Utilise the virtual coffee corner or water cooler
Some time ago I started listening to various podcast series. And one of them is The Happiness Lab by Dr. Laurie Santos. I have developed a habit of listening to the most reflective podcasts whilst out in the fields, running. Just a few days ago, I listened to episode 4 of Season 1 titled Mistakenly Seeking Solitude. It struck me how appropriate the content was considering that many European countries are on their way to another lockdown to regain control over the pandemic. One by one is announcing new measures to limit our social life and push many people back into a working from home pattern, if they ever stopped at all.
So, what was so striking in this one episode about the mistake of seeking solitude?
Dr. Santos explains that extensive research has shown a noticeably clear positive correlation between socialising and happiness. At the same time, we all, as seasoned leaders, know that people who are happy at work are much better in their performance and team collaboration. I would be surprised if you as a leader of such a team are not worried that the physical distancing of members of your team could have a negative effect on their well-being and the team’s performance.
This is for seasoned virtual leaders as much as for beginners in the area
Hence, in this monthly tip I thought I (re-)share an approach I have already recommended quite some time ago for virtual team leaders in general.
Of course, you may have had a virtual team before and this entire situation is not completely new, or you may now be pushed from an originally local team leader role into a virtual one.
So, if you are a seasoned virtual leader my tip can be a good reminder and if you are rather new to the ‘game’ of virtual working and collaboration it is something new to try and help in dealing with the current situation.
Socialising is not just a private thing
As we all know, socialising is not only happening in private life but also in our work context. In local teams a lot of socialising happens through having lunch together or having a chat at the coffee machine or water cooler or simply from desk to desk in the office. None of this is possible when people have to work from home.
So, everyone who used to work together in their offices are now cut off from these socialising opportunities and to make matters worse for each individual the impact of working from home gets exacerbated through a massive reduction of socialising in their private life.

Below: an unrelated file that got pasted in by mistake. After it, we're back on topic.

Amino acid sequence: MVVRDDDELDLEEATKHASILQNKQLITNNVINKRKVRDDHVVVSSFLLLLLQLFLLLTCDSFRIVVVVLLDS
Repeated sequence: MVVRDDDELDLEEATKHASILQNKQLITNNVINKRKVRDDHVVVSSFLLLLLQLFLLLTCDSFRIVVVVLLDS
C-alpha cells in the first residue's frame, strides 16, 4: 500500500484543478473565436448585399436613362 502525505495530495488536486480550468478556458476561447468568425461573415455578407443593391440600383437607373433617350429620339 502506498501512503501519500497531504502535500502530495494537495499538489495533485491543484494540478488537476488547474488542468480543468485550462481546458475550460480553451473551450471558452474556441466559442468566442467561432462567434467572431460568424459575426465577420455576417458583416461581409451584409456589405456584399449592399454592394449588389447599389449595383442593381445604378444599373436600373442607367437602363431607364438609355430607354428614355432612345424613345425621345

Hence, as already publicised in the first round of lockdowns people’s mental health and with that their level of happiness may be suffering from this more or less extensive solitude. And this time round the effect may even be much stronger as people’s capacity to cope with the solitude may have been diminished in the first lockdown.
So, what can you do to best care for your people?
Many years ago, I have learned a very neat approach from a manager at a large global company who had to lead a virtual team over three years with no budget for travelling and meeting in person. His team was spread from Singapore to the east coast of North America. When I asked him how he ensured that the relationships between the members and social cohesion in the team did develop and was maintained, he told me about a very simple yet effective activity he introduced.
He simulated the experience of a chat at the coffee machine by introducing a virtual coffee corner. Every Friday they had a voluntary 45 minute call which he called meeting at the coffee corner. There were only two rules for this informal meeting: no agenda existed and no decisions were taken.
The main focus of the conversations in these 45 minute calls were around family events, holidays and gossip in the local subsidiary. Well, family events and holidays might not deliver much food for conversations these days, but it could easily be about sharing experiences with the current situation.
He admitted that it took him a couple of months before more than a hand full of people showed up in the call. Two of the success factors he mentioned were:
- he role-modelled the behaviour he expected by talking about his holidays and gossiping
- he was persistent in the first few months and kept going, occasionally mentioning in the formal meetings that they had interesting gossips shared from the various sites
For him, these meetings at the coffee corner were a significant factor that helped the team to bond strongly, have more trust in each other, and deal with conflict much easier by not taking it personally.
Does it really work?
Obviously, I was intrigued when I heard his story and I have tried it myself with various teams I’ve led since then. And I can say with conviction: It really works! You may still need some persistence when you start introducing such a virtual coffee corner or virtual water cooler. Yet, considering what I hear from people working from home who weren’t used to it before, their longing for social connection with colleagues or team members may lead to a boosted kickstart effect of the virtual coffee corner.
And in the current situation it may even be an idea to have shorter but more frequent meetings. Around lunchtime, maybe?
Think about it and try what you consider most suitable for your team and work environment. As with so many other things, there is no ‘one-size-fits-all’ approach.
I wish you good luck and great success with the idea.
And should you need some further advice or like to explore options, feel free to get in touch with me direct.